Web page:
Assessing Cardiac Risk in Pregnant Women With Heart Disease: How Risk Scores Are Created and Their Role in Clinical Practice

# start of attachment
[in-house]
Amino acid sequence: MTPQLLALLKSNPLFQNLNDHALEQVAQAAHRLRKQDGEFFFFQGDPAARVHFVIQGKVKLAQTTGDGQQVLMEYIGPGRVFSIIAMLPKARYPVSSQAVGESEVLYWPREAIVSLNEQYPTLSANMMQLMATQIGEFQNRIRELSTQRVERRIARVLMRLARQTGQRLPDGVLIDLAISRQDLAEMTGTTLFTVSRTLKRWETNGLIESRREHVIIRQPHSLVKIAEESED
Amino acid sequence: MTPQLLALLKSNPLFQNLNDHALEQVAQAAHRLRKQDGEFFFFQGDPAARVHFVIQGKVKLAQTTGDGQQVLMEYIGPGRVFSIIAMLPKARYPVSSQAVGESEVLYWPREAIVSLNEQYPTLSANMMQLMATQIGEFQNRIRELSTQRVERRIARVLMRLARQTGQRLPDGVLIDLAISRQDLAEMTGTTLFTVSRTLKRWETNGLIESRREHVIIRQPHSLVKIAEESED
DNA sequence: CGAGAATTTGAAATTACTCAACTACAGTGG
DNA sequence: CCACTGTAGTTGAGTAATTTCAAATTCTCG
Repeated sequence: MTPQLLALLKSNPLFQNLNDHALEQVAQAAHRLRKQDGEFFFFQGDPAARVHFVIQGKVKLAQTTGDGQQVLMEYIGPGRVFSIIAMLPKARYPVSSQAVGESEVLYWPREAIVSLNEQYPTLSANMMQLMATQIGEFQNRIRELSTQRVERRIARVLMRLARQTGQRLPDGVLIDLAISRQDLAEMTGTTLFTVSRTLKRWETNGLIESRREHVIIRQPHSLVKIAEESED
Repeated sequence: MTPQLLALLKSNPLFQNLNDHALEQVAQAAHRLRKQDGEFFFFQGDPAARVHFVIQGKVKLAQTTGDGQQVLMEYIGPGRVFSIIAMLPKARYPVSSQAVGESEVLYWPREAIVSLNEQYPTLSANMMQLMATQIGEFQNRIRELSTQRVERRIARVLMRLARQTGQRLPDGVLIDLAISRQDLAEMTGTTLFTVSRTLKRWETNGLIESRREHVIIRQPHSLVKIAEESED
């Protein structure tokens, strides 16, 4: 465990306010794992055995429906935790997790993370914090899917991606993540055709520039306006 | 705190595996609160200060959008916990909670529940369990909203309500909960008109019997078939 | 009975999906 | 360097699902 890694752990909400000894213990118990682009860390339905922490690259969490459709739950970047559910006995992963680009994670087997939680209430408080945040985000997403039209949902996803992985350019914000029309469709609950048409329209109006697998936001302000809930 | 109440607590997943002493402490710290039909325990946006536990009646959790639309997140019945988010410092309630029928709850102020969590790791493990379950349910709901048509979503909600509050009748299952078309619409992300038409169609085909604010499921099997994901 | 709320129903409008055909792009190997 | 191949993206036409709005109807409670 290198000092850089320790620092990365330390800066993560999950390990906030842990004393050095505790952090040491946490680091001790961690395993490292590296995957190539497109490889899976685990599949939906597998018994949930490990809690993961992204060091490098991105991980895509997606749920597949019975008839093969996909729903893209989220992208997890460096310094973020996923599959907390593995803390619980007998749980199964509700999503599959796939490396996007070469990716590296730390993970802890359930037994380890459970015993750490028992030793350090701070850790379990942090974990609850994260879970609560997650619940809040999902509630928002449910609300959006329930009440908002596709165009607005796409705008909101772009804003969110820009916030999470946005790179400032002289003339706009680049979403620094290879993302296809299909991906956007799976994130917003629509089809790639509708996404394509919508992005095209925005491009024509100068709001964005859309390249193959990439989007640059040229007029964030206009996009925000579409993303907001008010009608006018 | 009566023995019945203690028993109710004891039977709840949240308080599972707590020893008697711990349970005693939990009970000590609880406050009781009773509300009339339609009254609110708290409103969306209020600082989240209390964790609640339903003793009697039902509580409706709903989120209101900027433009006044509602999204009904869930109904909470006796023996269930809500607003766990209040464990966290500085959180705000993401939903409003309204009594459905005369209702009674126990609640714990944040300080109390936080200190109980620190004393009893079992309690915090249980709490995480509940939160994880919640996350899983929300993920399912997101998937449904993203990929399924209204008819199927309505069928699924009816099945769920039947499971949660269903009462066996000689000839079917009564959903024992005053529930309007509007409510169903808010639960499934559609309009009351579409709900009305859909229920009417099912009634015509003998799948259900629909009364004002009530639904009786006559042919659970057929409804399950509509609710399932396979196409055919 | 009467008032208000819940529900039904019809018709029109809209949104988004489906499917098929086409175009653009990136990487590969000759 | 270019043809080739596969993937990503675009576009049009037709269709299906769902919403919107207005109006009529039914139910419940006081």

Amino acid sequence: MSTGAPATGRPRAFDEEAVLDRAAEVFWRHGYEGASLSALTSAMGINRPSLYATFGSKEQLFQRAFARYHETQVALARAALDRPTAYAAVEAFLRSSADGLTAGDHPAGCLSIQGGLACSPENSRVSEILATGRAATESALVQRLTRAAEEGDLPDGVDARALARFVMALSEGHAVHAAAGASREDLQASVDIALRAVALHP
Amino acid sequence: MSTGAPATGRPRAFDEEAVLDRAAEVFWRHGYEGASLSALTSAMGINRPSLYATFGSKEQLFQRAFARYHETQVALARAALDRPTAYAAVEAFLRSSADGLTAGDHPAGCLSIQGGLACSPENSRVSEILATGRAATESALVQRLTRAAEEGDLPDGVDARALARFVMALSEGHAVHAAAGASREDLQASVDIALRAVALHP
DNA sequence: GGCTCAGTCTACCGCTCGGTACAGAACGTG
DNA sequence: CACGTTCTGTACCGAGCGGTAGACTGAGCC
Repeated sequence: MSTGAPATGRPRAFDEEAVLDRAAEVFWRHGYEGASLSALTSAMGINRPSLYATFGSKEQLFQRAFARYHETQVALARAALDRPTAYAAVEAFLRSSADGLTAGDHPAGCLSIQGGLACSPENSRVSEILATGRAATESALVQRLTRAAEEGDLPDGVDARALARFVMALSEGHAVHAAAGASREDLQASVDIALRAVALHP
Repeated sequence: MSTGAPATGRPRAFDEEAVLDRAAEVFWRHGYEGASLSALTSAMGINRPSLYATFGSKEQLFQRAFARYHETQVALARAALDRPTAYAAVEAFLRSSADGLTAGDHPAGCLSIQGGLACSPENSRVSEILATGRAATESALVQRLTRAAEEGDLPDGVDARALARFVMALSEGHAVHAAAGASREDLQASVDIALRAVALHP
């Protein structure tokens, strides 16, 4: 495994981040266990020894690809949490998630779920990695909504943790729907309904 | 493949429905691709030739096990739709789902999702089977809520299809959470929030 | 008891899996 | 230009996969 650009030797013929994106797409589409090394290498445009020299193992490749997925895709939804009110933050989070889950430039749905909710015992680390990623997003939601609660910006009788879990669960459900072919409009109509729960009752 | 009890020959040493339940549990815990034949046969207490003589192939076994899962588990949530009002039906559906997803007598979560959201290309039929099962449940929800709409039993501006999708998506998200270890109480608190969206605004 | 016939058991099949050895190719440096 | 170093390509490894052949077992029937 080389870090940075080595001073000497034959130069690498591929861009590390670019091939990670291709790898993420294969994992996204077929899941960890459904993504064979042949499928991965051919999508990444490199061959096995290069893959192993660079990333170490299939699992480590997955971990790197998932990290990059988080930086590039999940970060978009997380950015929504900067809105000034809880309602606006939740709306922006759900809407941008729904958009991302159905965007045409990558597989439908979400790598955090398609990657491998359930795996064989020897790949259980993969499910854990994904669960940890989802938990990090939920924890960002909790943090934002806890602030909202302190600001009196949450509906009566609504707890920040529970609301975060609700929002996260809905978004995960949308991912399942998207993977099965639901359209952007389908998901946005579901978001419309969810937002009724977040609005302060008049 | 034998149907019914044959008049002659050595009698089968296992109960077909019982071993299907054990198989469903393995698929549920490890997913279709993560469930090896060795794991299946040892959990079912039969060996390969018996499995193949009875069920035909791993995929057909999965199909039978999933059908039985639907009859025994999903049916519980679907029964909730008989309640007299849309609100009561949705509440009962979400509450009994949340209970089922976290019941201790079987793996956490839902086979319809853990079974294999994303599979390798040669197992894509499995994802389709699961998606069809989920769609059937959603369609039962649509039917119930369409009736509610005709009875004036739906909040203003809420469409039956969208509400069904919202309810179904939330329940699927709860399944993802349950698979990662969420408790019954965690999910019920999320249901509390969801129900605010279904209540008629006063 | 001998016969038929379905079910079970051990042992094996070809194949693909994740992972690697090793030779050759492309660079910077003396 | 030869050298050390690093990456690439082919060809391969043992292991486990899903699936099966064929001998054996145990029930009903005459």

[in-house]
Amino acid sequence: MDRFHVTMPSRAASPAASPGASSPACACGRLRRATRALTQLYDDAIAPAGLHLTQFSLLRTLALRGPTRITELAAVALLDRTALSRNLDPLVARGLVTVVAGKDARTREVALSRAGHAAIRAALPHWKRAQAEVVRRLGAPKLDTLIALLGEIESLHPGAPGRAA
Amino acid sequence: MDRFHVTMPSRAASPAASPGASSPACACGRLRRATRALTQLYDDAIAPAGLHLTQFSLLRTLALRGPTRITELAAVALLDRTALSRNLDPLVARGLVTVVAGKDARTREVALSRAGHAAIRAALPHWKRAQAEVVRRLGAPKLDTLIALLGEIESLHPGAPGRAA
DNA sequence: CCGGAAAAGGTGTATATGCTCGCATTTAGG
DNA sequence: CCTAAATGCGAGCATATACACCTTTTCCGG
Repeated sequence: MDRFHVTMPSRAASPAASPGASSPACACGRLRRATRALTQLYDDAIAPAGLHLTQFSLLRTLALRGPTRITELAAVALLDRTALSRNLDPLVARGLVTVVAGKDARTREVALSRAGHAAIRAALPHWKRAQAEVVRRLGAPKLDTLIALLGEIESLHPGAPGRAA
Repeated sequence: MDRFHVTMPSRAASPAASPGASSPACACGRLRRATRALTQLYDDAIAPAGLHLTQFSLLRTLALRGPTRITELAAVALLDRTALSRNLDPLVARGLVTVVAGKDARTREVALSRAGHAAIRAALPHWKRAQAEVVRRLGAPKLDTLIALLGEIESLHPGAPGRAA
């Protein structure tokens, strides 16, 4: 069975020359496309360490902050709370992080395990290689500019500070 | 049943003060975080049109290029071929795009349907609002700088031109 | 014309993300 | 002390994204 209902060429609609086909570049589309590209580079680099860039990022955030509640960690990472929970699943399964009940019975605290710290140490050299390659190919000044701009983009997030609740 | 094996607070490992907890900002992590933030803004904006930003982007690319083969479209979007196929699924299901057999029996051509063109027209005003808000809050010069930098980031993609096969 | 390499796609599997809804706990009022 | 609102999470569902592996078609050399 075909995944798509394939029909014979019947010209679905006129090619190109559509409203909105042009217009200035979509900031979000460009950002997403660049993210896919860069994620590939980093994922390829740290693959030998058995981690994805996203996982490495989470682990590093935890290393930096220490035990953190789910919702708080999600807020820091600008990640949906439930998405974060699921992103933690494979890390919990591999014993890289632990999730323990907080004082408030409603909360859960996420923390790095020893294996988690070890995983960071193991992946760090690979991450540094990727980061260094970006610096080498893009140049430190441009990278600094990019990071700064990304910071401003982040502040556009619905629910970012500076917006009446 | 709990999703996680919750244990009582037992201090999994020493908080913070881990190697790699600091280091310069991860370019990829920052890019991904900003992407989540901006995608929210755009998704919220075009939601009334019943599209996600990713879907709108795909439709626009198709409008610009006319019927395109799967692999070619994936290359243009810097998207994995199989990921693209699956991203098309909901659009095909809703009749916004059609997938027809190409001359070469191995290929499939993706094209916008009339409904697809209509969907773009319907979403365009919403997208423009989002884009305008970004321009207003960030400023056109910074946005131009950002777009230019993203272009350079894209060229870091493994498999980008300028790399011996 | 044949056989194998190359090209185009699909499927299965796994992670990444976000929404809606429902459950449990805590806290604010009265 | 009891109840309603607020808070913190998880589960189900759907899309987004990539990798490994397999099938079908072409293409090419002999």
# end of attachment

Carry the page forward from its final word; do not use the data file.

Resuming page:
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Pregnancy, which is associated with profound cardiovascular changes and higher risk of thrombosis, increases the risk of cardiovascular complications in women with pre-existing heart disease. A comprehensive history and physical examination, 12-lead electrocardiogram, and transthoracic echocardiogram remain the foundation of assessing cardiac risk during pregnancy in women with heart disease. These are often combined to generate risk scores, which are statistically derived. Several statistically derived risk and 1 lesion-specific classification system are currently available. A suggested clinical approach to risk stratification is first to identify pregnancies in women with cardiac lesions at risk for serious or life-threatening maternal cardiac complications and for the remainder to use the Cardiac Disease in Pregnancy II (CARPREG II) risk score, integrating additional lesion-specific and patient-specific information. Conversely, clinicians can use the modified World Health Organization (mWHO) risk classification system and integrate general risk predictors and patient-specific information. Importantly, cardiac-risk assessment should always incorporate clinical judgement in addition to the use of risk scores or risk-classification systems. As pregnant women with heart disease are also at risk for obstetric and fetoneonatal complications, risk assessment should be performed by a multidisciplinary team, preferably before conception, or as soon as conception is confirmed, and repeated at regular intervals during the course of pregnancy.
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